Kellogg World Winter 2010

Faculty In the Media

  Sally Blount
  Alexander Chernev
  Camelia Kuhnen
  Thomas Lys

Kellogg School professors offer their expertise on a variety of topics, from finance and marketing to strategy and economics.

This year's Kellogg School Super Bowl Advertising Review was featured in nearly 1,500 news stories and generated nearly 1.1 billion media impressions. The event, led by Kellogg faculty members Tim Calkins, clinical professor of marketing, and Derek Rucker, associate professor of marketing, was featured in the New York Times, Ad Age, National Public Radio, Financial Times and Associated Press, among many other news outlets.

ABC World News with Diane Sawyer: "Virtual Reality Study Encourages Subjects to Save for the Future." On Dec. 9, Hal Ersner-Hershfield, visiting assistant professor of management and organizations, discussed his research on the use of virtual reality to convince young people to save for retirement.

Associated Press: (also appeared in the Chicago Tribune): "Big Corporate Deals are Coming Back as Companies Put Cash Stockpiles to Work." Thomas Lys, the Eric L. Kohler Chair in Accounting, commented in this Nov. 15 article on the return of mergers and acquisitions as a sign of economic vitality.

Associated Press: "New Year's Resolutions? Brain Can Sabotage Success." In this Jan. 3 article, Loran Nordgren, assistant professor of management and organizations, discussed why people have a hard time keeping resolutions.

Chicago Tribune: "Primary Matters." Election ballot research from Yuval Salant, assistant professor of managerial economics and decision sciences, was featured in the "Change of Subject" blog on Nov. 16. Salant's study found that being listed first on a ballot increases a candidate's likelihood of winning office by nearly 5 percentage points.

Daily Telegraph (U.K.): "Fast-Food Restaurants 'Not to Blame' for American Obesity." An Oct. 24 profile focused on the research of David Matsa, assistant professor of finance, who examined the connection between fast-food restaurants and obesity.

The Economist: "American States' Pension Funds: A Gold-Plated Burden." This Oct. 14 article highlighted a study co-authored by Associate Professor of Finance Joshua Rauh that estimated that unfunded liabilities from municipal pension plans totaled $574 billion.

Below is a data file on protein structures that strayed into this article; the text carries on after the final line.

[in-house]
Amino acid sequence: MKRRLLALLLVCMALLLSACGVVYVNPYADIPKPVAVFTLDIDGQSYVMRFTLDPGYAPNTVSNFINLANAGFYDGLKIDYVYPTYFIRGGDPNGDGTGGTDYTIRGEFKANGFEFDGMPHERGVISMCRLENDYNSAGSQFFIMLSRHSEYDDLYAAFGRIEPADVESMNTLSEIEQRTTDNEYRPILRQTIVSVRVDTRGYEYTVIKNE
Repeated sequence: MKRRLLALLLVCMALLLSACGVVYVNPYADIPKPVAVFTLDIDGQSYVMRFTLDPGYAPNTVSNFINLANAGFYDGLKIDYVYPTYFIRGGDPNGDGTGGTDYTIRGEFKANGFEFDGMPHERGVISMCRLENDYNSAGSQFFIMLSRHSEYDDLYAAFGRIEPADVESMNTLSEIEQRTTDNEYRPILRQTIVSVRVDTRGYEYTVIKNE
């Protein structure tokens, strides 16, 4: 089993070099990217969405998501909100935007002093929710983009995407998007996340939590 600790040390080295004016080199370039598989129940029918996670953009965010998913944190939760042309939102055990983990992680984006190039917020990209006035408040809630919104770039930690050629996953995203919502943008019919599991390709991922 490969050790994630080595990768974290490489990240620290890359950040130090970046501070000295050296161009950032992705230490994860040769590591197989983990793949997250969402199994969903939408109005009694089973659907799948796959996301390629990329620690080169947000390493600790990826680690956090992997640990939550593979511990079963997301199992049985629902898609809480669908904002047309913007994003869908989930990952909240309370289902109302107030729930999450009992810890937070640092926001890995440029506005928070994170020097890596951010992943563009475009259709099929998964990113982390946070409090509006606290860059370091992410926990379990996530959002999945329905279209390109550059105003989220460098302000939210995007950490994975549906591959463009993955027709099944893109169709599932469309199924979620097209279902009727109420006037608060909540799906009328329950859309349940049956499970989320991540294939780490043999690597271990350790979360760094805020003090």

European Financial Review: "Your Brain and Your Finances: Insights from Neuroeconomics." Associate Professor of Finance Camelia Kuhnen wrote about her research on neuroeconomics and behavioral finance in this Dec. 18 article.

FOX News Channel (Special Report with Bret Baier): On Dec. 10, Professor of Management & Strategy Donald Haider talked about Cabrini Green, a former public housing development in Chicago.

Globe and Mail (Canada): "Attention, Job-Seekers: Sit Up Straight." A Jan. 7 article profiled a study that suggests a "powerful posture" may have a greater impact on achievement than title and rank, and could influence whether a person lands a new job. The study was co-authored by Adam Galinsky, the Morris and Alice Kaplan Professor of Ethics and Decision in Management, and Li Huang, lecturer of management and organizations.

New York Times: "Sizing Up a Cheeseburger's Caloric Heft." This Oct. 3 article highlighted a study by Associate Professor of Marketing Alexander Chernev that examined people's ability to estimate calories.

NPR (On Point): "Business School Deans on the Future." Dean Sally Blount discussed the state of the U.S. economy and the future of business education in this Oct. 13 interview.

Times of India: "Indulging After a Hard Day's Work!" This Jan. 19 article profiled a study, co-authored by Associate Professor of Marketing Nidhi Agrawal, which found that after completing a "depleting task," people were "more likely to pass up the option that was most desirable, widest in scope and best in primary traits, and instead choose the option with lower-level features."


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